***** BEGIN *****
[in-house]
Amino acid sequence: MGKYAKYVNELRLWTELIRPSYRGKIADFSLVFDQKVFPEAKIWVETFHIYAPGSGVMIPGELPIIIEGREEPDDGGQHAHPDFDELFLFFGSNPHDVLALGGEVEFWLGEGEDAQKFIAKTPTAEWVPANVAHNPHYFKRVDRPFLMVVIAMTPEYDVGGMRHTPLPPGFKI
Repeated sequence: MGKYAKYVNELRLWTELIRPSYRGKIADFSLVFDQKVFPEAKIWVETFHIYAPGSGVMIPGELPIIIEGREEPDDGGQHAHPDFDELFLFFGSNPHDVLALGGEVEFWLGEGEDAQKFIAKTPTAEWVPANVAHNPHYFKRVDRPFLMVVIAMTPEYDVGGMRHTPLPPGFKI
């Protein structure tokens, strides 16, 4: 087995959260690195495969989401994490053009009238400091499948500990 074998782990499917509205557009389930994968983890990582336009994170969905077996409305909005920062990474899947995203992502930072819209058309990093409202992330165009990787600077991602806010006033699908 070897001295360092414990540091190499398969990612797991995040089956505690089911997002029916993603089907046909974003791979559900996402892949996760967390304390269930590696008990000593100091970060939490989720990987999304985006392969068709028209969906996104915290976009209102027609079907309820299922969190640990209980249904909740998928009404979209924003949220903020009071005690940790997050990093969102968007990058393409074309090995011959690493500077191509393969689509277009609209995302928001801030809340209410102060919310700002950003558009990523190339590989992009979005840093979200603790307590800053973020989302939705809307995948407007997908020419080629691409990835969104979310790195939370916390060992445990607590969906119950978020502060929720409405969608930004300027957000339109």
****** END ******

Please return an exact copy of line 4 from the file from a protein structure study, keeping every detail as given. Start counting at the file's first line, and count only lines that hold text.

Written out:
């Protein structure tokens, strides 16, 4: 087995959260690195495969989401994490053009009238400091499948500990 074998782990499917509205557009389930994968983890990582336009994170969905077996409305909005920062990474899947995203992502930072819209058309990093409202992330165009990787600077991602806010006033699908 070897001295360092414990540091190499398969990612797991995040089956505690089911997002029916993603089907046909974003791979559900996402892949996760967390304390269930590696008990000593100091970060939490989720990987999304985006392969068709028209969906996104915290976009209102027609079907309820299922969190640990209980249904909740998928009404979209924003949220903020009071005690940790997050990093969102968007990058393409074309090995011959690493500077191509393969689509277009609209995302928001801030809340209410102060919310700002950003558009990523190339590989992009979005840093979200603790307590800053973020989302939705809307995948407007997908020419080629691409990835969104979310790195939370916390060992445990607590969906119950978020502060929720409405969608930004300027957000339109």